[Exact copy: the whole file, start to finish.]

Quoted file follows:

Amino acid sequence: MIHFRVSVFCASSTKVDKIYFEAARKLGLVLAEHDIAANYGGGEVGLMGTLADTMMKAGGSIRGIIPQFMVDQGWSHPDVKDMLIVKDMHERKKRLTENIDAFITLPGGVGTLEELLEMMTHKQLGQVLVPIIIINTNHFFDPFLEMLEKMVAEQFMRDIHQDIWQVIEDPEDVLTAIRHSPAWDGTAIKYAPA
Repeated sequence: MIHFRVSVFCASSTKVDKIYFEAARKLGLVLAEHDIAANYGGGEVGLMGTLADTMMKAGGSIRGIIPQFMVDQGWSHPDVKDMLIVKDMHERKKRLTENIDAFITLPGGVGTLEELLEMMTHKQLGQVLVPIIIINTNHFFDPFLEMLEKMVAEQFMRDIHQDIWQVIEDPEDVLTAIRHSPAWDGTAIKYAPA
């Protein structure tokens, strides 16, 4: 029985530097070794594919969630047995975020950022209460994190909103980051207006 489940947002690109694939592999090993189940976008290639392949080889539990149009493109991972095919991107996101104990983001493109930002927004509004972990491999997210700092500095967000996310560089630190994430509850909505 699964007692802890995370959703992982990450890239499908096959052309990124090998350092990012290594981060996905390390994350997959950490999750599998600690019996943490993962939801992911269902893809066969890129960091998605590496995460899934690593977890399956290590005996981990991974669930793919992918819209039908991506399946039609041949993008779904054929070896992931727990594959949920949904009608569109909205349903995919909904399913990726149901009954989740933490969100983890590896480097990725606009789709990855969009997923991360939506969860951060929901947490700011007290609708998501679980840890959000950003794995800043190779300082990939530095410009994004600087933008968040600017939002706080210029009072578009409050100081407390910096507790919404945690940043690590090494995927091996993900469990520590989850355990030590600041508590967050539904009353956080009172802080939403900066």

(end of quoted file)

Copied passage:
Amino acid sequence: MIHFRVSVFCASSTKVDKIYFEAARKLGLVLAEHDIAANYGGGEVGLMGTLADTMMKAGGSIRGIIPQFMVDQGWSHPDVKDMLIVKDMHERKKRLTENIDAFITLPGGVGTLEELLEMMTHKQLGQVLVPIIIINTNHFFDPFLEMLEKMVAEQFMRDIHQDIWQVIEDPEDVLTAIRHSPAWDGTAIKYAPA
Repeated sequence: MIHFRVSVFCASSTKVDKIYFEAARKLGLVLAEHDIAANYGGGEVGLMGTLADTMMKAGGSIRGIIPQFMVDQGWSHPDVKDMLIVKDMHERKKRLTENIDAFITLPGGVGTLEELLEMMTHKQLGQVLVPIIIINTNHFFDPFLEMLEKMVAEQFMRDIHQDIWQVIEDPEDVLTAIRHSPAWDGTAIKYAPA
């Protein structure tokens, strides 16, 4: 029985530097070794594919969630047995975020950022209460994190909103980051207006 489940947002690109694939592999090993189940976008290639392949080889539990149009493109991972095919991107996101104990983001493109930002927004509004972990491999997210700092500095967000996310560089630190994430509850909505 699964007692802890995370959703992982990450890239499908096959052309990124090998350092990012290594981060996905390390994350997959950490999750599998600690019996943490993962939801992911269902893809066969890129960091998605590496995460899934690593977890399956290590005996981990991974669930793919992918819209039908991506399946039609041949993008779904054929070896992931727990594959949920949904009608569109909205349903995919909904399913990726149901009954989740933490969100983890590896480097990725606009789709990855969009997923991360939506969860951060929901947490700011007290609708998501679980840890959000950003794995800043190779300082990939530095410009994004600087933008968040600017939002706080210029009072578009409050100081407390910096507790919404945690940043690590090494995927091996993900469990520590989850355990030590600041508590967050539904009353956080009172802080939403900066």